- 82 child soldiers have been rescued from an armed group, U.N mission says
- 13 girls were among the children rescued from the Mayi Mayi Bakata Katanga
- The children range from 8 to 17 years in age; 40 have been reunited with their families
- The Democratic Republic of the Congo has a long history of violence
Scores of child soldiers, some of them as young as eight years old, have been rescued from an armed group in the Democratic Republic of Congo, the U.N. mission in the African nation said.
The 82 children, 13 of them girls, were recovered since Sunday from the Mayi Mayi Bakata Katanga armed group in the southeastern Katanga province, MONUSCO said Friday in a statement.
The children, aged up to 17 years, had reportedly been recruited by the armed group within the past six months, it said.
Forty of them have been reunited with their parents.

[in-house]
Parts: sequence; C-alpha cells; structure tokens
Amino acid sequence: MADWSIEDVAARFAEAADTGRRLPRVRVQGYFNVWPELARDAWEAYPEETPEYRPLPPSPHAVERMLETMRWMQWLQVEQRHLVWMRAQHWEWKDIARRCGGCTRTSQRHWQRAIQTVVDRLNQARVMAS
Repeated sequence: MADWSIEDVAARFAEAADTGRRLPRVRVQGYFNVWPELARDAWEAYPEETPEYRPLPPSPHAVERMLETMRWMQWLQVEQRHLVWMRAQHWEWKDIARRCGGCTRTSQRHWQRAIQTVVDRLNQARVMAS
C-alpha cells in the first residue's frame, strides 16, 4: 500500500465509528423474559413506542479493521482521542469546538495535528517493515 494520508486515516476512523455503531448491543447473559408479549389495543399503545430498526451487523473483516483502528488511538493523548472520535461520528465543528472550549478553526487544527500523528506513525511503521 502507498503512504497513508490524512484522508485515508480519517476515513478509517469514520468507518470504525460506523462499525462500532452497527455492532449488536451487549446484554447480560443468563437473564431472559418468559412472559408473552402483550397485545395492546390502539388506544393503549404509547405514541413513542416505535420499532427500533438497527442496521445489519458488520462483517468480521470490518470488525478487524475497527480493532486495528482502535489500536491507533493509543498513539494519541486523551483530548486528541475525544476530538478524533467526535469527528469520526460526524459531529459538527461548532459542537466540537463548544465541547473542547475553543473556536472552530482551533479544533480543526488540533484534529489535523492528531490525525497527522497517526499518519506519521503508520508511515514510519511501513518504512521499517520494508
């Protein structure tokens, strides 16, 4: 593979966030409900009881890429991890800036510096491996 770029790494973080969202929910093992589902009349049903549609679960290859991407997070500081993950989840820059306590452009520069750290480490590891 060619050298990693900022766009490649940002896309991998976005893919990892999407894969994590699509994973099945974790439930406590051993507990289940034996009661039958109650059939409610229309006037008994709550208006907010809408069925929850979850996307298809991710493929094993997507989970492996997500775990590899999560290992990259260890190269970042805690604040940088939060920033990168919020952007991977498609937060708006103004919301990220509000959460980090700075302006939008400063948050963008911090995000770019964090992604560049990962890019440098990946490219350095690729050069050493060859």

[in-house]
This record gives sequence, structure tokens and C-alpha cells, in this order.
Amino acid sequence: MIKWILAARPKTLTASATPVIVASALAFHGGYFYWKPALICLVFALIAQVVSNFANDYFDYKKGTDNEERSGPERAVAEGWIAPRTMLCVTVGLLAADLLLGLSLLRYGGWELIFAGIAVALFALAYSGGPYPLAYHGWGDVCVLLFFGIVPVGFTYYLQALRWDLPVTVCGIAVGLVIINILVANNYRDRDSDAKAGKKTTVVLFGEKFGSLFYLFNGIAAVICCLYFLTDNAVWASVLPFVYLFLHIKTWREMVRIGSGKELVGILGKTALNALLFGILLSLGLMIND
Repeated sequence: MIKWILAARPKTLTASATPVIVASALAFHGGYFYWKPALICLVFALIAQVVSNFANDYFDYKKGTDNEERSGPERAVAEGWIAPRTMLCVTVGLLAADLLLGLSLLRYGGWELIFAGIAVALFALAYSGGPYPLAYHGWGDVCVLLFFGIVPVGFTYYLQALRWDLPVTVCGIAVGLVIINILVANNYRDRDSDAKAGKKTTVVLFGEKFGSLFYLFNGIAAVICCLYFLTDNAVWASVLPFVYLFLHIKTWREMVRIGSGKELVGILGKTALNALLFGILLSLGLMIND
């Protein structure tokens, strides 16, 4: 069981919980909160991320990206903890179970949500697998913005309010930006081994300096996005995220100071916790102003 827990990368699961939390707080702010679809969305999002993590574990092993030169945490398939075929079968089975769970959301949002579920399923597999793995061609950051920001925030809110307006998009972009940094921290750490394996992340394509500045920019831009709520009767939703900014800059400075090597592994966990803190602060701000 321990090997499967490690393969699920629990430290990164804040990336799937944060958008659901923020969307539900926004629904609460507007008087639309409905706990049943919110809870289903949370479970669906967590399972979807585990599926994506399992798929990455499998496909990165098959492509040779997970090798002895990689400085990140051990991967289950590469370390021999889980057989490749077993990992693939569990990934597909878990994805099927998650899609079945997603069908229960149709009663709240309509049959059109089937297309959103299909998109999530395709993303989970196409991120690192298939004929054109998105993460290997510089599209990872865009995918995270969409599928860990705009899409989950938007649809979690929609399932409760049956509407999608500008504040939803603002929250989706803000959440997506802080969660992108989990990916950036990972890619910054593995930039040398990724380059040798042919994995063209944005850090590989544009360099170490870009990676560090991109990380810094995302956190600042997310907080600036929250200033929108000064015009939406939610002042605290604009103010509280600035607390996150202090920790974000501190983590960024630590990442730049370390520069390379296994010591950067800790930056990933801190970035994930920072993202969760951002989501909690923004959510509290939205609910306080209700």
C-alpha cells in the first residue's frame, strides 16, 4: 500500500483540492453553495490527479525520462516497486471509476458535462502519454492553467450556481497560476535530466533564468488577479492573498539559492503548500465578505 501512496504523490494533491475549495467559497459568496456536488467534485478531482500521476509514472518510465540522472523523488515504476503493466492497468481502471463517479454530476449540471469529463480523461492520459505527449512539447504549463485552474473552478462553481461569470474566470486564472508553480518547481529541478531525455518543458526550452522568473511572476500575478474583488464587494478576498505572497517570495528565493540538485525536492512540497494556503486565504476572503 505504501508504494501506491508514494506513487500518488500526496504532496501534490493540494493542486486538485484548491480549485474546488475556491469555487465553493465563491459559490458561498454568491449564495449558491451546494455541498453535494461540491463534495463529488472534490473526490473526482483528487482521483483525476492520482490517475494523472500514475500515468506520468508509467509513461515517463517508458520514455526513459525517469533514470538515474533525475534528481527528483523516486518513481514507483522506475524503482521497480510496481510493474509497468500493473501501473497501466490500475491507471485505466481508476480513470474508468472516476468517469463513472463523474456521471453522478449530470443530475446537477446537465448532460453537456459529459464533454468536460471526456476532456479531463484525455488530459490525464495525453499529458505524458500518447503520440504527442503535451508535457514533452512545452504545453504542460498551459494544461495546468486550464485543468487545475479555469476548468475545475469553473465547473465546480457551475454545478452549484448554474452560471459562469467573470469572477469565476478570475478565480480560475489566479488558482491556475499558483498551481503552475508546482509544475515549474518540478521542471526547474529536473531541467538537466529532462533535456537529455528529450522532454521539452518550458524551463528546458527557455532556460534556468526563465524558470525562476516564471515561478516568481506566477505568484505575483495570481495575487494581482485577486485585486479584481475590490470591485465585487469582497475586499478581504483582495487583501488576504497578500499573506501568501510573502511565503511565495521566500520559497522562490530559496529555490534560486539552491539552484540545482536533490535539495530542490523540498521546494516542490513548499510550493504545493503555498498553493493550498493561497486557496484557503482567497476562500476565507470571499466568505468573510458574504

The others are being cared for until they can be returned home, the statement said.
“We are extremely concerned by continued reports of active recruitment by Mayi Mayi Bakata Katanga and other armed groups in eastern DRC,” said MONUSCO chief Martin Kobler.
“Children face unacceptable risks when they are recruited for military purposes. The recruitment of children, particularly those under 15 years of age, could constitute a war crime and those responsible must be held to account.”
Child protection agencies in the province orchestrated the rescues, MONUSCO said.
Since the start of the year, 163 children, including 22 girls, have been rescued from Mayi Mayi Bakata Katanga by MONUSCO and child protection workers, the statement said.
The country’s mineral-rich eastern part is at the epicenter of a political and ethnic conflict involving its neighbors to the east, Uganda and Rwanda, and has long been embroiled in violence.
The region’s humanitarian crisis involves 2.6 million internally displaced people, the United Nations says, with 6.4 million people in need of food and emergency aid.
Nearly 20,000 troops are deployed in the Democratic Republic of Congo as part of the MONUSCO peacekeeping force.